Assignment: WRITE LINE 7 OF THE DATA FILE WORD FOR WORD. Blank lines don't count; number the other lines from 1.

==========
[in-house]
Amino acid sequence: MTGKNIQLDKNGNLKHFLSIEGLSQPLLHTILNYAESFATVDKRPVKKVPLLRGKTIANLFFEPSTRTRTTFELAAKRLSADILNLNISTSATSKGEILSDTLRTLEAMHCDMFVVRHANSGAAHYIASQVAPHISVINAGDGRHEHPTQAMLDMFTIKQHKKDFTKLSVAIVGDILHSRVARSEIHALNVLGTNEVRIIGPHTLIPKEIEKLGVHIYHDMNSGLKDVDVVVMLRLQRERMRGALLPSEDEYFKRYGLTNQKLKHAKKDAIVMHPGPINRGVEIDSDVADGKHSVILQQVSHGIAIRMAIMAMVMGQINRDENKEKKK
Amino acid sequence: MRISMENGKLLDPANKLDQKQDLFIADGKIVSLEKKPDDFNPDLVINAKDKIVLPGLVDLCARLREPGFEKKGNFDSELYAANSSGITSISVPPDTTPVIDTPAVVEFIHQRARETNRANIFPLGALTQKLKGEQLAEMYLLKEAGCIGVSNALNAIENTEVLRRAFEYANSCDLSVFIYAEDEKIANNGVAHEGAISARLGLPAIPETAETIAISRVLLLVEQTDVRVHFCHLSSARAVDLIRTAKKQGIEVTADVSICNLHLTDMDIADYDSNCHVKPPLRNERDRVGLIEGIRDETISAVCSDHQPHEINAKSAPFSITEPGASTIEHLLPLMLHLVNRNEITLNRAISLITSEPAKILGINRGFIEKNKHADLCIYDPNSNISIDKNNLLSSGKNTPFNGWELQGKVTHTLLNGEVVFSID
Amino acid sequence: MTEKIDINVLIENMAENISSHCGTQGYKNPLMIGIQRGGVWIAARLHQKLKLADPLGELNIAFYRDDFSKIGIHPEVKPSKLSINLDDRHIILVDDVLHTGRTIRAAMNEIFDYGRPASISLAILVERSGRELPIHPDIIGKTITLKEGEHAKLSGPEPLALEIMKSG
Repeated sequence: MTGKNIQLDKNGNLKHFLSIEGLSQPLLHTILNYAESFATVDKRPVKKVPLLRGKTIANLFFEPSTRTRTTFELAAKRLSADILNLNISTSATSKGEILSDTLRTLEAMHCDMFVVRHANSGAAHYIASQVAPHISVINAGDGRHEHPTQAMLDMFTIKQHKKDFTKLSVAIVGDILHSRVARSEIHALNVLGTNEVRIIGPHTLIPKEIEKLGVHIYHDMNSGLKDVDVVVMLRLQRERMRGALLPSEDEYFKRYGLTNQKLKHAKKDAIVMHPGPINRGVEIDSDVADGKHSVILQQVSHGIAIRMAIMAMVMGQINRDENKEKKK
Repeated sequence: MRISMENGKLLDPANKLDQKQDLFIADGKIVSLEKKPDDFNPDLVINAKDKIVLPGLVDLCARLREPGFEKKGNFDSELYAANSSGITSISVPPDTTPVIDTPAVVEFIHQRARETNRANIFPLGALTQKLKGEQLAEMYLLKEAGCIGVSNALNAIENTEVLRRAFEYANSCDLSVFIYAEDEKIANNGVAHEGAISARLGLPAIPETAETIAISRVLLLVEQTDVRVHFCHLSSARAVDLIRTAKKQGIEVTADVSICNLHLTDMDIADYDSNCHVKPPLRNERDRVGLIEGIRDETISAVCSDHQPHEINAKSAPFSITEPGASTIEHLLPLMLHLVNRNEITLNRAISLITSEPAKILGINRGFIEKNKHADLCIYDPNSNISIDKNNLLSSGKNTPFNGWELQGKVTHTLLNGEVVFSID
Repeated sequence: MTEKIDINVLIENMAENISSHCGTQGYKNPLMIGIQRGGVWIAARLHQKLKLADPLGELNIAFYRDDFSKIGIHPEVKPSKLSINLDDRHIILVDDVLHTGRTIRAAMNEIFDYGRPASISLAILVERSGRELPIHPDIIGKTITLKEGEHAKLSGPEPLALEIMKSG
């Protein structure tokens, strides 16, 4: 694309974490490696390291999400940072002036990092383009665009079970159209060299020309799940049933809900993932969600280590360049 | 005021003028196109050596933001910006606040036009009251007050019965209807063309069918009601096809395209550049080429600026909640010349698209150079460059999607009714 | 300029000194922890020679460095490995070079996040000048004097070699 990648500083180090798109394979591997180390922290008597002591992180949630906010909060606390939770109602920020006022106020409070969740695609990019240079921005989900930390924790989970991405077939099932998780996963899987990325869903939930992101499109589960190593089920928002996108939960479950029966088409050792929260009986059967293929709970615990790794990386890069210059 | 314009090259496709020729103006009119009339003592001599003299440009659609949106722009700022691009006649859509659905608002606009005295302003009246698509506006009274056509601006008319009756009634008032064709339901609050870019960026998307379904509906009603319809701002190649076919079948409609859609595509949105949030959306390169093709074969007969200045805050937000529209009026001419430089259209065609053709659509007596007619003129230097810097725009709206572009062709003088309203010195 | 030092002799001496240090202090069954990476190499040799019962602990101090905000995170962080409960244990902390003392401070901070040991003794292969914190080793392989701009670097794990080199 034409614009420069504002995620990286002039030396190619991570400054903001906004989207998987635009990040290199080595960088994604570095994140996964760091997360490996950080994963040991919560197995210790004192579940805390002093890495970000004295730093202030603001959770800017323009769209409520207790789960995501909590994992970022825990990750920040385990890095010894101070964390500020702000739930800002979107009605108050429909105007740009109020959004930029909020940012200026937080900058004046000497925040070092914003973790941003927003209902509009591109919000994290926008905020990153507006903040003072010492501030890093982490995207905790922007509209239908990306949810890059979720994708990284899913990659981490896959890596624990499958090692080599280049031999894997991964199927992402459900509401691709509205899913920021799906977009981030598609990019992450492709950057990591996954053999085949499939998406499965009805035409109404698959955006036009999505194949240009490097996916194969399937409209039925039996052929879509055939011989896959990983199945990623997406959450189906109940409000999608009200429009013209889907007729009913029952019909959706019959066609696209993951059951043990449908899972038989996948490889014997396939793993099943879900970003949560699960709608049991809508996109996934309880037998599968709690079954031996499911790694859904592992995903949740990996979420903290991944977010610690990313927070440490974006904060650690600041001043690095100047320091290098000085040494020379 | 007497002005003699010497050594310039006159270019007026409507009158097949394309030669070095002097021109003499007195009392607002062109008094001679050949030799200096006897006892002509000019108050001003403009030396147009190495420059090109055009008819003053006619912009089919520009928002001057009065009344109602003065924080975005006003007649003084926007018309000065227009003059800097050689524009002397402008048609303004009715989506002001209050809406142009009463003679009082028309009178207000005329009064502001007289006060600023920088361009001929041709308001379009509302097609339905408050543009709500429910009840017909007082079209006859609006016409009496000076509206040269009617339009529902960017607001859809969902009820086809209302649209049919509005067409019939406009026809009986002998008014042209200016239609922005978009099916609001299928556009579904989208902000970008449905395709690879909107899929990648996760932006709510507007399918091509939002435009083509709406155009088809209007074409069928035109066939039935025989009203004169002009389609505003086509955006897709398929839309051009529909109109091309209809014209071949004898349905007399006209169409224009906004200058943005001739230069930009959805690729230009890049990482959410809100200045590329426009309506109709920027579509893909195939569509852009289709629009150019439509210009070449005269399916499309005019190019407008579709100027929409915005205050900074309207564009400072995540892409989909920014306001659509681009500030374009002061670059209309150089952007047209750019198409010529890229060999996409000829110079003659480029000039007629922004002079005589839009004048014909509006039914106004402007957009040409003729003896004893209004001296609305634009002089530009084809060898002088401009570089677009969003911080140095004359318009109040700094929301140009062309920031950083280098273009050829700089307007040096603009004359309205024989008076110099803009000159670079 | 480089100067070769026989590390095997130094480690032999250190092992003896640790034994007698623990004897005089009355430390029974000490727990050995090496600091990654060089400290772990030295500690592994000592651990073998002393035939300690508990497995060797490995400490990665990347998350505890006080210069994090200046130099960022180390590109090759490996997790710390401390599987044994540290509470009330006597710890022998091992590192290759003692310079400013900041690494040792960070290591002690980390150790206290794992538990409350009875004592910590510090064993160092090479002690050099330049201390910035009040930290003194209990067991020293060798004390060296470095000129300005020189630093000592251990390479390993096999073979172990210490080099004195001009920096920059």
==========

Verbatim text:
Repeated sequence: MTEKIDINVLIENMAENISSHCGTQGYKNPLMIGIQRGGVWIAARLHQKLKLADPLGELNIAFYRDDFSKIGIHPEVKPSKLSINLDDRHIILVDDVLHTGRTIRAAMNEIFDYGRPASISLAILVERSGRELPIHPDIIGKTITLKEGEHAKLSGPEPLALEIMKSG